We only have 10 years to save the planet from a climate emergency


Jonathon Porritt’s Hope in Hell: A Decade to Confront the Climate Emergency shows why, despite all the bad news, we still may just have a chance

Author: Jonathon Porritt
Publisher: Simon & Schuster
Pages: 384

What is hope? Merriam-Webster defines it as “to cherish a desire with anticipation: to want something to happen or be true/to desire with expectation of obtainment or fulfillment/ to expect with confidence.” And right below it: “hope against hope: to hope without any basis for expecting fulfillment”.

That last one made me pause. It defined what I felt about the climate crisis, a hope for decisive changes that may stay unfulfilled, but which we still anticipate, expect, wish. In the face of the loss of Arctic sea ice, erratic monsoons, forest fires, and chalking up the warmest months globally every year, we keep our fingers and toes crossed.

Which is why when Jonathon Porritt’s Hope in Hell: A Decade to Confront the Climate Emergency came my way, I had that same feeling – hope and despair, the two sides of the climate coin. “Runaway climate change is undoubtedly a hellish prospect,” Porritt writes in the section titled, ‘Reasons to be Cheerful’. “Despair often beckons. But I’m also – strangely, and rather wonderfully – brimful of hope in a way that I haven’t been for a long time.” He illustrates the problems and their urgency, and, also, the improbable hope that he has because of the growing social and political transformation, new technologies and innovation,the activism of young adults.

A British environmentalist and writer, Porritt has been a member of the Green Party since 1974, and in 2000, he received a CBE for services to environmental protection. He brings together his experience and observations in this latest book. From breaking down the science of climate change to explaining why it is a Climate Emergency (with a capital ‘C’ and ‘E’) to looking back at history and towards the future with politics, social inequalities, technology and science, Porritt builds a comprehensive narrative for the reader. Even his arguments about alternative bio-geoengineering as part of a “mutually reinforcing global rescue programme” are compelling and reasonable. A lot of the book is centred around UK policies and governance, but it gives a clear sense of world politics, UN’s Conference of the Parties (COP) negotiations, and policies.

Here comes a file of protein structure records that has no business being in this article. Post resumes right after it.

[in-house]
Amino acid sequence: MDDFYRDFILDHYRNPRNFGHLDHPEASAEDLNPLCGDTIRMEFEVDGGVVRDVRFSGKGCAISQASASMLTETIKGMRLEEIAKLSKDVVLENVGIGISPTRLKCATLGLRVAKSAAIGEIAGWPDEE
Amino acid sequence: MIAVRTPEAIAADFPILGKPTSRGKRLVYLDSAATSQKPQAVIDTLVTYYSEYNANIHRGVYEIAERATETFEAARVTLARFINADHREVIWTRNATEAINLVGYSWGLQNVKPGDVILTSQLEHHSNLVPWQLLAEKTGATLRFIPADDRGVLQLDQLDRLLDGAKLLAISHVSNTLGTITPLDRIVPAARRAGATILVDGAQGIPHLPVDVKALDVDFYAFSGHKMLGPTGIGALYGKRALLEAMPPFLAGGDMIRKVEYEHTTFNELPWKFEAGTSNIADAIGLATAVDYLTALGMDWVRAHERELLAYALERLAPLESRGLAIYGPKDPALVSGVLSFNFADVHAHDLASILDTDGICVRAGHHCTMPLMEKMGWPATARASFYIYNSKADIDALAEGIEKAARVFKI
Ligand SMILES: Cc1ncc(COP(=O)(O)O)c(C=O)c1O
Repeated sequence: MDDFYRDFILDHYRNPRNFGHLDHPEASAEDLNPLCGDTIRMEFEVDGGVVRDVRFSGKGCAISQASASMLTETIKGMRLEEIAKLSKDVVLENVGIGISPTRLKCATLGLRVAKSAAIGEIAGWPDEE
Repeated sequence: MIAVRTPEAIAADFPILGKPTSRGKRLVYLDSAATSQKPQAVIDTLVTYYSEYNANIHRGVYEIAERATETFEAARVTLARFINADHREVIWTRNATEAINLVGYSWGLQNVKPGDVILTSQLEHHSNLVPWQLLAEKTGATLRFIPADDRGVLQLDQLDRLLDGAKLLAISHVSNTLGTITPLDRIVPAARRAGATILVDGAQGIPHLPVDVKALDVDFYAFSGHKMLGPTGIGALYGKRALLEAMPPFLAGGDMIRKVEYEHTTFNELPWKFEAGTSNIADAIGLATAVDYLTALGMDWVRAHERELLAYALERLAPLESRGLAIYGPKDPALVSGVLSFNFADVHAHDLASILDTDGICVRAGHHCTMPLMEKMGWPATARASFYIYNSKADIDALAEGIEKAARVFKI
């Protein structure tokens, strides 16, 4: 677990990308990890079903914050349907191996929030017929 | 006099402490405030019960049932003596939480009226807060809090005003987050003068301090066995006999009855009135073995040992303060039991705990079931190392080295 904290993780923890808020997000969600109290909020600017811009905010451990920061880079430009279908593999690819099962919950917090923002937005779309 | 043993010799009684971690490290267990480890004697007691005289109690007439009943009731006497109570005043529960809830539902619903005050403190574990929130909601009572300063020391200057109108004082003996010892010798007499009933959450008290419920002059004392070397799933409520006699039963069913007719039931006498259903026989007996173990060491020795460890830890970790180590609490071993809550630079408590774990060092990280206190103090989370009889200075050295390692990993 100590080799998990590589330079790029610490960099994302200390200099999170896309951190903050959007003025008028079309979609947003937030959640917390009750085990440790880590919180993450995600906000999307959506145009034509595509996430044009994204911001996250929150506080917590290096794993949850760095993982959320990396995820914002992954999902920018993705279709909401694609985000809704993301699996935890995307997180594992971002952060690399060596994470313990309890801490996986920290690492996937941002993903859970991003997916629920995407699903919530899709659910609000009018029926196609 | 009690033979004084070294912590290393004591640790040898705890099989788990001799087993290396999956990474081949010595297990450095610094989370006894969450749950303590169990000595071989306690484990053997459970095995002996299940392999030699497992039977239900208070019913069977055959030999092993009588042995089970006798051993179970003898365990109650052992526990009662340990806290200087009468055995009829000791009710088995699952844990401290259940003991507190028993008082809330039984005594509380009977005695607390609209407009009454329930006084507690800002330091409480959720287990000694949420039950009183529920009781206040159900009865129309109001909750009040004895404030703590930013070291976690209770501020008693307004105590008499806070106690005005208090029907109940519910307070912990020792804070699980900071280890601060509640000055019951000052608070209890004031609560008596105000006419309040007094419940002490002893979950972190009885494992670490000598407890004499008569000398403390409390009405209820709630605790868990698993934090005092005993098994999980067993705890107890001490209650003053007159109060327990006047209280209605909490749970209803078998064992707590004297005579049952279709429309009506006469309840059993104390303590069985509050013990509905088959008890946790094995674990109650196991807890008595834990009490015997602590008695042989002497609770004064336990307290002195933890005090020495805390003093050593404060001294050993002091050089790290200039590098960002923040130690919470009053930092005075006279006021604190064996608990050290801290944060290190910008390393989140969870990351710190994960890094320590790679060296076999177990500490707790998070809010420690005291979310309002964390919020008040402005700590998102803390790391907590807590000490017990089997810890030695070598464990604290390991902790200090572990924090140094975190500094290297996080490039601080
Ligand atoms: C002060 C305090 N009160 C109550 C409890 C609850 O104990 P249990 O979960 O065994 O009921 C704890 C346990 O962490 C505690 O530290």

What I loved were the snippets he tosses in from different books, enhancing my already bulging to-read list. He calls a spade a spade when it comes to climate consequences and the outside perceptions of environmentalists and the green movements. In a chapter where he discusses energy efficiency, Porritt writes, “…I’ve never understood why environmentalists find themselves so regularly accused of being ‘anti-technology’. We’re not ‘anti-technology’. But we’re certainly ‘anti-fantasy’.”

Towards the end, Porritt reminds us that “an environmental framing of climate change is entirely unhelpful anyway, and has contributed significantly to almost three decades of political indifference and neglect. Climate change is better seen as a decadal, system-wide market failure, which comprehensively corrupted both the way we create wealth and the way we measure it.” It is a matter of human rights and social justice. It underscores what he says in the Introduction about the Climate Emergency posing “an infinitely graver risk to humankind that COVID-19 but has warranted very little political engagement over the years.”

But, possibly, the pandemic may get people thinking differently about their future. It’s already evident in the rising voices of the young people. It’s inspiring but sad that the younger generation had to speak up about their anger for the world to acknowledge the climate crisis.

Porritt says that all of us have a different role to play in the Climate Emergency — and that the 2020s will be the “decisive decade” in addressing it. He spends a bit of time in illustrating the how, but without laying down the law, with the hope that people will put into practice simple things that can reduce their carbon footprints. Hope, as he points out, “can’t be built on the back of someone else’s actions… the best way of earning hope is rolling up our sleeves.” If we have a hope in hell, it’s in this decade.

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